Starting with the function of the crank lever 112 associated with the indicator wheel 122, one end 130 of the lever 112 is pivotally joined to one end of a link 132 whose remaining end is pivotally joined to the pawl 120 by a pin 134. The pawl 120 is pivotally mounted on a stud 136 which is secured to and is upstanding from the bottom 74 of the housing 14. When the crank lever 112 is rotated in a counterclockwise direction as viewed in FIG. 3, the pawl 120 rotates in a clockwise direction, causing the tooth 138 on the pawl 120 to engage one of the teeth like 140 on a ratchet wheel 142 which is part of the indicator wheel 122 as seen better in FIG. 5. As the tooth 138 on the pawl 120 moves towards a tooth like 140, the centering tooth 144 on the pawl 120 moves out of engagement with the ratchet wheel 142 (FIG. 5) permitting the pawl 120 to index the ratchet wheel 142 one tooth or one position in a counterclockwise direction as viewed in FIG. 3. For the moment, it is sufficient to state that when the cassette 10 is removed from the ATM 12, the crank lever 112 will be rotated, slightly, in a clockwise direction and the pawl 120 will be rotated in a counterclockwise direction to move the centering tooth 144 into engagement with the ratchet wheel 142 while the tooth 138 on the ratchet 120 is moved out of engagement with the ratchet wheel 142 on the indicator wheel 122.

The indicator wheel 122 also has a top wheel 146 and a lower wheel 148 as shown best in FIG. 5. The lower wheel 148 has two recesses like 150 therein adjacent projections or ears 151 (FIG. 3) which are spaced 180 degrees apart. The numbers on the top wheel 146 are visible through a window 152 (FIG. 3) located in back wall 154 of the housing 14. The indicator wheel 122 gives an indication of the number of cycles in which the shutter door 16 has been opened and closed. The ratchet wheel 142, the top wheel 146, and the lower wheel 150 (FIG. 5) are indexed as a unit and are rotatably supported on a short axle 156 (FIG. 5) which is secured to and is upstanding from the bottom 74 of the housing 14.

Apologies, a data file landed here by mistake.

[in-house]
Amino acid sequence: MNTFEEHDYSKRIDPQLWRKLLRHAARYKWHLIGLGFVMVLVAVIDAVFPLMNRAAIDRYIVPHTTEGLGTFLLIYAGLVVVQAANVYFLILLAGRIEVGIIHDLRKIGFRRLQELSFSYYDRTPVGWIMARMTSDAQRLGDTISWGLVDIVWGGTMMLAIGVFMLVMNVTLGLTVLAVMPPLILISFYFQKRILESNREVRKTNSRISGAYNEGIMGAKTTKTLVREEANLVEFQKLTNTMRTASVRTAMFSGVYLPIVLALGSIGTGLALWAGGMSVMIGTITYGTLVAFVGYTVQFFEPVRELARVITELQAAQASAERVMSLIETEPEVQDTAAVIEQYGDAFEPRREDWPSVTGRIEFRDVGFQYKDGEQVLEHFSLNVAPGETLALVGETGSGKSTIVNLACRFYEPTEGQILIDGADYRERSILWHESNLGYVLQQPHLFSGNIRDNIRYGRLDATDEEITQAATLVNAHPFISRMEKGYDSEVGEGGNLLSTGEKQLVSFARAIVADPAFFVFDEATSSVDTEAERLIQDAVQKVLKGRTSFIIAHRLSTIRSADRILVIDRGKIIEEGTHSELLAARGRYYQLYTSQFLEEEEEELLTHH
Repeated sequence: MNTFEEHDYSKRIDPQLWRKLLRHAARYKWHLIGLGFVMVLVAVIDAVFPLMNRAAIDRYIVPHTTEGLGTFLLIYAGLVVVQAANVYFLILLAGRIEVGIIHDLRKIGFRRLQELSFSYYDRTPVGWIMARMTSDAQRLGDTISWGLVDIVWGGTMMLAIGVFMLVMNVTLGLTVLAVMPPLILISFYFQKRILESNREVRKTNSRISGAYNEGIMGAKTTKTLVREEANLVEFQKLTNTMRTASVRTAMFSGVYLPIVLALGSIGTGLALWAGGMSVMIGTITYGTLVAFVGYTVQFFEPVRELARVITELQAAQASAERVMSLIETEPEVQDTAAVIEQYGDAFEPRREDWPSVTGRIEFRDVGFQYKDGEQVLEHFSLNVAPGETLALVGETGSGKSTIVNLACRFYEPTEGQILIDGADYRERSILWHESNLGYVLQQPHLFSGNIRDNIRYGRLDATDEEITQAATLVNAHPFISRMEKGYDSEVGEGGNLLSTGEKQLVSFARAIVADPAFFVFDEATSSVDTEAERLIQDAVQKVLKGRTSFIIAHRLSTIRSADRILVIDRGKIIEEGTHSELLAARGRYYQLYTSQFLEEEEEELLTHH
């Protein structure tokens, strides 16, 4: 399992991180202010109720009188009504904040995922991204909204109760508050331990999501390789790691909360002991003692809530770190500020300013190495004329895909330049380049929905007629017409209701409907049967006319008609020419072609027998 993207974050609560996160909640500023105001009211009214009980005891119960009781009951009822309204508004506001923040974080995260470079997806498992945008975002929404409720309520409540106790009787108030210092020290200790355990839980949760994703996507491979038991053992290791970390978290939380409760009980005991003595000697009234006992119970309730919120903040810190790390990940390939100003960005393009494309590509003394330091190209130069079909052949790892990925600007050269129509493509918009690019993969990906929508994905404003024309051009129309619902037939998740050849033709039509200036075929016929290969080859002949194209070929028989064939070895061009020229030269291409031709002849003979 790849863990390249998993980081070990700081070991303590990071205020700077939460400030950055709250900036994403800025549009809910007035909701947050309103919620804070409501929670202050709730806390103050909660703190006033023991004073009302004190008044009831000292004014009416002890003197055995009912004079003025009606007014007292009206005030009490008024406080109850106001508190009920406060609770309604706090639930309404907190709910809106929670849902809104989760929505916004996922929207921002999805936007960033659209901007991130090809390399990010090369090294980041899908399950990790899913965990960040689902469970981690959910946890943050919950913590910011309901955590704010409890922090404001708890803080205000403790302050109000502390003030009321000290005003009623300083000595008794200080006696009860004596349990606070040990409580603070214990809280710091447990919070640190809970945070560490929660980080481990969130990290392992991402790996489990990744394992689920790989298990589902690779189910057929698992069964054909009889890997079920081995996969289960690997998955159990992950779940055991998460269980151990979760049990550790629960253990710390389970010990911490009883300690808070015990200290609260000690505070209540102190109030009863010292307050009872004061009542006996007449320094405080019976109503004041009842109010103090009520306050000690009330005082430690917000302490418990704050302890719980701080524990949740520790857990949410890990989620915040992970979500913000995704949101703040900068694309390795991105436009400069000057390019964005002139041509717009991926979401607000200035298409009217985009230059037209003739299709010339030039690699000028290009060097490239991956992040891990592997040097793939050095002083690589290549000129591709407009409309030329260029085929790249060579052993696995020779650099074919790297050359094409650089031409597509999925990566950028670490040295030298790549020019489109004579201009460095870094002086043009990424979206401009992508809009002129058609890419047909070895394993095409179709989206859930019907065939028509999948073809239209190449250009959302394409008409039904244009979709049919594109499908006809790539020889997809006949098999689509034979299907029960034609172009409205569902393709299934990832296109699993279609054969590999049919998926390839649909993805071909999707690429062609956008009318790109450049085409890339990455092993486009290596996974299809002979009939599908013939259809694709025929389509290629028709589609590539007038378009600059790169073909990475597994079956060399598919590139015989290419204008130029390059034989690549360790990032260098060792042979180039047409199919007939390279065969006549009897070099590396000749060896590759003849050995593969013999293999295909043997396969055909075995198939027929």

The cassette 10 is designed to permit the number of cycles of opening and closing the shutter door 16 to be set from one to six, for example. Assume that the indicator wheel 120 is set (as will be explained hereinafter) to permit six such cycles. As the pawl 120 indexes the indicator wheel 122 for six indexes (with the number "6" showing in window 152 shown in FIG. 3) a tang 158 on one arm of a second bell crank lever 160 will drop into the nearest one of the two 180 degree-spaced recesses 150, permitting the crank lever 160 to rotate slightly in a clockwise direction as viewed in FIG. 3 (after the cassette 10 is removed from the ATM 12 as will be described hereinafter). Except for dropping into the recesses 150, the tang 158 rides on the periphery of the lower wheel 148. When the crank lever 160 rotates slightly, (in the clockwise direction mentioned) on its pivoting stud 162, its other arm 164 moves a link 166 (to which it is pivotally connected by a pin 170) upwardly as viewed in FIG. 3. The link 166 has an extension 166-1 which permits the end 188 of control rod 88 to slide under the link 166 without abutting thereagainst when the end 188 moves to the right. The arm 164 also has a blocking tang 168 on its end. A third crank lever 172, which is pivoted on a stud 174 (upstanding from and secured to the bottom 74 of the housing 14) is also pivotally secured to the link 166 to receive the upward motion mentioned from the crank lever 160. The crank lever 172 also has a blocking tang 176 on its arm 178 and its other arm 180 has an actuating post or handle 182 upstanding therefrom as seen best in FIG. 4. A spring 184 (secured to the arm 180 and a stud 186 upstanding from the bottom 74 of the housing 14) is used to bias the crank lever 172 in a clockwise direction as viewed in FIG. 3, and because crank levers 172 and 160 are joined by link 166, the crank lever 160 is biased by spring 184 to rotate in a clockwise direction to enable its associated tang 158 to ride on the periphery of the lower wheel 148 (FIG. 5) and to drop into one of the two recesses 150 when one is presented to the tang 158. When the tang 158 drops into one of the recesses 150, it means that the predetermined number of cycles of opening and closing the shutter door 16 has been reached and further opening of the shutter door 16 is to be blocked. This blocking is effected when the crank lever 160 rotates clockwise due to tang 158 dropping into a recess 150. Because crank lever 172 is linked to crank lever 160, it too will rotate clockwise slightly with crank lever 160, and the tangs 168 and 176 on crank levers 160 and 172 will line up, respectively, in blocking relationship with the ends 188 and 190 of control rods 88 and 88-1, respectively (after the shutter door is closed). This, means that the shutter door 16 cannot be opened until the seal 20 (FIG. 1) on the lid 18 of the cassette 10 is broken, the lid 18 raised, and the indicator wheel 122 reset by a technique to be later described herein. The ends 188 and 190 of the control rods 88 and 88-1, respectively, are slidably supported in apertured, upturned flanges 192 and 194, respectively, of an elongated plate 196 which is secured to the bottom 74 of the housing 14.